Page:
Post-election, youth climate activists celebrate, recuperate, and organize
Now that President-elect Joe Biden has won the White House, Claire Hedberg is ready to finally get back to her chemistry homework.
Hedberg is a 15-year-old climate activist from Richmond, Virginia. Most of the time, she balances high school with organizing for the environment — protesting oil companies, coordinating panel discussions, and recruiting new members for the youth-led organizations Polluters Out and Zero Hour. But for the past few months, as Election Day drew near, her political advocacy took on a new urgency. She spent the weeks before the election phone-banking and text-banking — not only for the Biden campaign, but for down-ballot races in Virginia, including progressive candidates for Congress, mayor, and the local school board.
“I gave up my whole October for this,” Hedberg said, describing the chaotic lead-up to November 3. The presidential election in particular sapped attention that might otherwise have gone into her studies.
“Chemistry homework didn’t have much relevance to getting Trump out of office,” she said.
Hedberg is just one one of many youth climate activists who helped propel the Biden campaign to victory. In general, young people — who are disproportionately worried about climate change — favored the former vice president by a wide margin. He wasn’t the ideal candidate for climate activists, but once Bernie Sanders dropped out of the Democratic primary and the presidential race became a contest between Biden and Trump, it was clear who the environmental candidate was.
“Biden wasn’t who we had envisioned, but we were going to make the best of it,” Hedberg said. “From a climate lens, we know how important it was to advocate for him.”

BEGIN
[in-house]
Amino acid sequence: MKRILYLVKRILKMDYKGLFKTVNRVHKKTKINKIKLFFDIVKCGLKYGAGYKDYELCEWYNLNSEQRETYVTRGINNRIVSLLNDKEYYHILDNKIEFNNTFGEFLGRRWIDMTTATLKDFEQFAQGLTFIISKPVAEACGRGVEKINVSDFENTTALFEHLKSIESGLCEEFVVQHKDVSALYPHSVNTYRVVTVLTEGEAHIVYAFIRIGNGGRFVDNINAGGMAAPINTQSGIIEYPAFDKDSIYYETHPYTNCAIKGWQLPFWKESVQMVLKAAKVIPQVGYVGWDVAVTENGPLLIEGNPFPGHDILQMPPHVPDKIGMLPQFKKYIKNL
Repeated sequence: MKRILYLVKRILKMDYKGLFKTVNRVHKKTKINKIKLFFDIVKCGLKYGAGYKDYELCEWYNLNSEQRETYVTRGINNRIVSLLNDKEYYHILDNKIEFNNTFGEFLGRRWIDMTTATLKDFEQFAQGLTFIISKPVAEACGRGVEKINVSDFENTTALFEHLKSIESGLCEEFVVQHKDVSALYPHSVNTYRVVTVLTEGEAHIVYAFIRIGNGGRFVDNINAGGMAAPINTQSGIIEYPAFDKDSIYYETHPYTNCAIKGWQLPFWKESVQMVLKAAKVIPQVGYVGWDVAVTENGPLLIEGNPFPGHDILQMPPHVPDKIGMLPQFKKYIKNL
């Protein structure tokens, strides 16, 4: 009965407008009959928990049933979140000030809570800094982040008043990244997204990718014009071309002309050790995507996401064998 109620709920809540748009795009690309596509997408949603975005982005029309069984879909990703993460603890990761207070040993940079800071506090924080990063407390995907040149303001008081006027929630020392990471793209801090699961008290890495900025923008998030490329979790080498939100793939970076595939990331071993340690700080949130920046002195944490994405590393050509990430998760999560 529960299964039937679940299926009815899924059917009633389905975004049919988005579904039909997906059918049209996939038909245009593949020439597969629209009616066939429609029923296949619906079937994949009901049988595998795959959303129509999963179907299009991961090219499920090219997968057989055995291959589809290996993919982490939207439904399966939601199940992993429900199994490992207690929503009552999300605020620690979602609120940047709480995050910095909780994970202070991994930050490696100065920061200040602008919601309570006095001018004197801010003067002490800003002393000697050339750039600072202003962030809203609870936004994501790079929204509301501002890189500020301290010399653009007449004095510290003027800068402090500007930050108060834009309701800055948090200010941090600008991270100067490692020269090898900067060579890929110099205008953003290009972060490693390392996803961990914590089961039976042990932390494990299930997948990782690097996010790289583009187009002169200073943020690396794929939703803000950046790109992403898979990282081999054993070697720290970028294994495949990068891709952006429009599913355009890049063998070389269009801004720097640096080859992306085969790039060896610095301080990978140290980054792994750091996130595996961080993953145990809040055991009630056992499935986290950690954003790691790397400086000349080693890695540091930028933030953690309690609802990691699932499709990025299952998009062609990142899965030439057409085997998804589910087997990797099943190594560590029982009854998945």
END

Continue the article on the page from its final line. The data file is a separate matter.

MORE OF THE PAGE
Now that the results are in and Biden is slated to move into the Oval Office come January 20, youth activists are simultaneously relieved, exhausted, and tentatively optimistic. Many, like Hedberg, are eager to take a deep breath, even as they gear up for continued advocacy at the federal and local levels. In the days following Biden’s victory, I checked in with a few young climate activists to hear what they’ve been thinking.
Emily Johnson, a 17-year-old from Wisconsin and the founder of a local chapter of Fridays for Future (FFF), said she was setting up an owl box — basically a birdhouse for owls — in her backyard when the election was called. “He won the state!” her dad yelled. “Pennsylvania! He won!” Ecstatic, she immediately picked up the phone to alert FFF about the news. She’s been celebrating since Saturday.
But like many activists, Johnson’s celebration came with a caveat: There’s still plenty of work to be done. “Just because the president is on our side doesn’t mean it’s all good,” Johnson said. “We need to keep fighting. Politicians across the globe make promises but never meet the standards of scientists.” She wants Biden to keep the promises he has already made on climate action and then adopt even more ambitious emissions reduction targets.
Anna Hiltner, a 20-year-old co-coordinator of Divest Princeton, offered a similar assessment. “This is a difficult moment to celebrate,” she said. “We are still in the midst of a climate catastrophe, and while Biden will probably and thankfully reverse much of the damage Trump has done, none of the climate action Biden has proposed will be enough, as the coming months and years shape the future of life on this planet.”